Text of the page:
FDA Update on Femur Fractures and Bisphosphonate Use

The Food and Drug Administration (FDA) has just issued a Recall and Safety Alert concerning the serious side effects that appear to be linked to a class of osteoporosis drugs called bisphosphonates. Use of the drugs is linked to an uncommon fracture – atypical fractures of the femur – which are seen in less than 1 percent of all hip and femur fractures. The femur fractures are called subtrochanteric and diaphyseal and for several years have been linked to patients taking bisphosphonates.

Bisphosphonates are marketed as the prescription drugs, Fosamax (alendronate sodium), Actonel (risedronate sodium), Boniva (ibandronate sodium), Atelvia (risedronate sodium), Reclast (zoledronic acid), and their generic equivalents. The FDA says a positive association has not been established, however, healthcare professionals are warned to look for atypical femur fractures in osteoporosis patients under treatment with these drugs and should continue monitoring these patients. Patients under treatment for more than 5 years should be re-evaluated as to whether bisphosphonate therapy should be continued. Symptoms might include a dull groin or thigh pain which can occur sometime in advance of the fracture. The new information will be included in the drugs’ labeling and Medication Guide that comes with the prescription.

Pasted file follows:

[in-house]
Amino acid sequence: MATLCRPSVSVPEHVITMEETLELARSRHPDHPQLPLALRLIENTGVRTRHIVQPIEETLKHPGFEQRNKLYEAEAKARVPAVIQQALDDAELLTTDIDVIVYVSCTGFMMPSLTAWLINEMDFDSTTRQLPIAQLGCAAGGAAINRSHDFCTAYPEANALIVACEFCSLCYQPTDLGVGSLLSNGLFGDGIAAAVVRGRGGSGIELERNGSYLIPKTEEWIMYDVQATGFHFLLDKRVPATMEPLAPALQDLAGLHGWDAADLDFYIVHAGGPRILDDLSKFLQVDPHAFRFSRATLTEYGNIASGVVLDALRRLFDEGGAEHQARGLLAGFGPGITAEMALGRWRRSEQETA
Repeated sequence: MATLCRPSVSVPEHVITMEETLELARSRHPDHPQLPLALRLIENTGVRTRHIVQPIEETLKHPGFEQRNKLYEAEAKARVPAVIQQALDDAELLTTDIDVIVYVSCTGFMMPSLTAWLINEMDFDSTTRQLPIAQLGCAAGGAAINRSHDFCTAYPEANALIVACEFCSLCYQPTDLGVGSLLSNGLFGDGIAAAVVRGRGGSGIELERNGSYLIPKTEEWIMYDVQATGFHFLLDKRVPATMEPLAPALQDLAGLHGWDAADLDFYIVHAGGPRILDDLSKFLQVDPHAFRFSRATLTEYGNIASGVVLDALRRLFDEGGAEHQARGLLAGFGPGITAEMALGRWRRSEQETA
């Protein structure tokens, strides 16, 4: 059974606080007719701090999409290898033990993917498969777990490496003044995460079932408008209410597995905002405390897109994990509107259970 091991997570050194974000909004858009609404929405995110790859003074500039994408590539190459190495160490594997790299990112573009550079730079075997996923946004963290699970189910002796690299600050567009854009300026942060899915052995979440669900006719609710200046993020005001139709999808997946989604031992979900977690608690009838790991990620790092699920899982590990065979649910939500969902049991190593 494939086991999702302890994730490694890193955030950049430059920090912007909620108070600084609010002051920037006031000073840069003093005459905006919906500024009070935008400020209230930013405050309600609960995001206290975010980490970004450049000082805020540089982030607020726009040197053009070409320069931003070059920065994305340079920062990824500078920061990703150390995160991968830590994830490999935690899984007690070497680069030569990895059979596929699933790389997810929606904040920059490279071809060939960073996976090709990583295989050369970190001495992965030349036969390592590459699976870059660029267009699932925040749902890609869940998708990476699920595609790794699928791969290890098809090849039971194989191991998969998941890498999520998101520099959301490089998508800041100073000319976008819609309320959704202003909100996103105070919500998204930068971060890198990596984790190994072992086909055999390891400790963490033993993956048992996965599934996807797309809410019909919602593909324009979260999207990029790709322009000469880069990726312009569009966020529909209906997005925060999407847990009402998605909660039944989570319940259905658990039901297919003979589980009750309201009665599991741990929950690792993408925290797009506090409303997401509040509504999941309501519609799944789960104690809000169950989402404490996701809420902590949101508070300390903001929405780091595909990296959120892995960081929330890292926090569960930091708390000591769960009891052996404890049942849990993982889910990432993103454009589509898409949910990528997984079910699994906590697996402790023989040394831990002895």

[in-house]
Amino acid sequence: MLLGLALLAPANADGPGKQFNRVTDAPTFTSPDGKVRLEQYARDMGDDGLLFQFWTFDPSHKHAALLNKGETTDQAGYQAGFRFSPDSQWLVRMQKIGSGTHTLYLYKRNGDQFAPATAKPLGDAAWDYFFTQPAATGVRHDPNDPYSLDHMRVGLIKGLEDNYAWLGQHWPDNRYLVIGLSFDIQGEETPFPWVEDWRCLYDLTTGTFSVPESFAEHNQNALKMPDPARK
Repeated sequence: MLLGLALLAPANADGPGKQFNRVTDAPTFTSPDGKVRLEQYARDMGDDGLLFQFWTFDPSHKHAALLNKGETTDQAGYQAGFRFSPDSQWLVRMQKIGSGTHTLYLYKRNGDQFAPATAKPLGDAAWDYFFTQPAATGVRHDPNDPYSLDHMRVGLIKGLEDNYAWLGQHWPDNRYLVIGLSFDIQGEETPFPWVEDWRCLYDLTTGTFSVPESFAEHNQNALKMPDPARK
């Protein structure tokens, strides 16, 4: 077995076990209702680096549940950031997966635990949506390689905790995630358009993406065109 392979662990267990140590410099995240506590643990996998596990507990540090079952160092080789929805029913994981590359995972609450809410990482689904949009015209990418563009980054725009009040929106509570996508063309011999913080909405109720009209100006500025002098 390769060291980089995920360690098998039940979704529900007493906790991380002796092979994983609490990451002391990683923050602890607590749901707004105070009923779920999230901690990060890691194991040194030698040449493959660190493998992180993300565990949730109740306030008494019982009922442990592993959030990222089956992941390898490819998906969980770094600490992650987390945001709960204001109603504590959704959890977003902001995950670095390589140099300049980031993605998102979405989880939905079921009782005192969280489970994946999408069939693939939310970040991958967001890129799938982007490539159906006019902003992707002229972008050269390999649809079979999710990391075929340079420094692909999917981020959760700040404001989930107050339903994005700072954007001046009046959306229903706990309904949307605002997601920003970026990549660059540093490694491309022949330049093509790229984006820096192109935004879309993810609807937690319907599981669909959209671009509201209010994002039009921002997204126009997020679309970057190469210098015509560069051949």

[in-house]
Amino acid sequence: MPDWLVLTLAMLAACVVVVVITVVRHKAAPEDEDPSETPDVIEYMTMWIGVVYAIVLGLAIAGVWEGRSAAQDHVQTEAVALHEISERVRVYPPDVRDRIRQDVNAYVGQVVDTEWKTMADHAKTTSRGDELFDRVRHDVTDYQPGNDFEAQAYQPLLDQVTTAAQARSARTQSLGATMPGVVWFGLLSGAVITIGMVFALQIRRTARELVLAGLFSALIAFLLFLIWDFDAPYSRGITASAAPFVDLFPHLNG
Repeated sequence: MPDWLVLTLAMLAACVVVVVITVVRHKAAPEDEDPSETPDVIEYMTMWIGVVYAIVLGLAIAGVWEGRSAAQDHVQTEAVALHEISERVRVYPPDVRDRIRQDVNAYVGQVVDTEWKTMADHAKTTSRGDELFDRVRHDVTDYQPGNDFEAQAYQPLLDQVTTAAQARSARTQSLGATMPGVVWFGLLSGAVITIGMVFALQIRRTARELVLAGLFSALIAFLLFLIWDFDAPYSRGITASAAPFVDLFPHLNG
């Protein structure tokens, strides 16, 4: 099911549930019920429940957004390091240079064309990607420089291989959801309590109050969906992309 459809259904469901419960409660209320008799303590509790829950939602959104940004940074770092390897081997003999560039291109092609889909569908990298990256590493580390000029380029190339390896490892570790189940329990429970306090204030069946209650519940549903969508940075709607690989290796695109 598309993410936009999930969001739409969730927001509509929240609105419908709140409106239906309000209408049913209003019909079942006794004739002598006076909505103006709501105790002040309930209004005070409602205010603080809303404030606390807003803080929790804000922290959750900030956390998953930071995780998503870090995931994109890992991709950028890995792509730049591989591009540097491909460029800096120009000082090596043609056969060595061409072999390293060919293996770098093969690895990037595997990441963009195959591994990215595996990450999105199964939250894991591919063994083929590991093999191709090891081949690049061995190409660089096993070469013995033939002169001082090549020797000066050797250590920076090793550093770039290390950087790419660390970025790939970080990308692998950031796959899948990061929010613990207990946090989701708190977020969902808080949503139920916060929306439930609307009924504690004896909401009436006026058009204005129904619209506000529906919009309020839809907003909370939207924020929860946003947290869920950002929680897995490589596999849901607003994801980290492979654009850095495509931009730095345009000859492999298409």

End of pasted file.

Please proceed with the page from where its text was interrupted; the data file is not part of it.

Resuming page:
An estimated 10 million Americans, mostly women, have osteoporosis.

Bisphosphonates have previously been linked to an inability of jaw bone to regrow after oral surgery, also known as osteonecrosis of the jaw, and serious, life-threatening atrial fibrillation, an irregularly fast heartbeat. Whether this class of drugs eventually is taken off the market remains to be seen, but they are closely being monitored as a defective prescription product.

If you are harmed by any defective product or drug, the Florida product liability attorneys at Farah & Farah will open their door to discuss your case.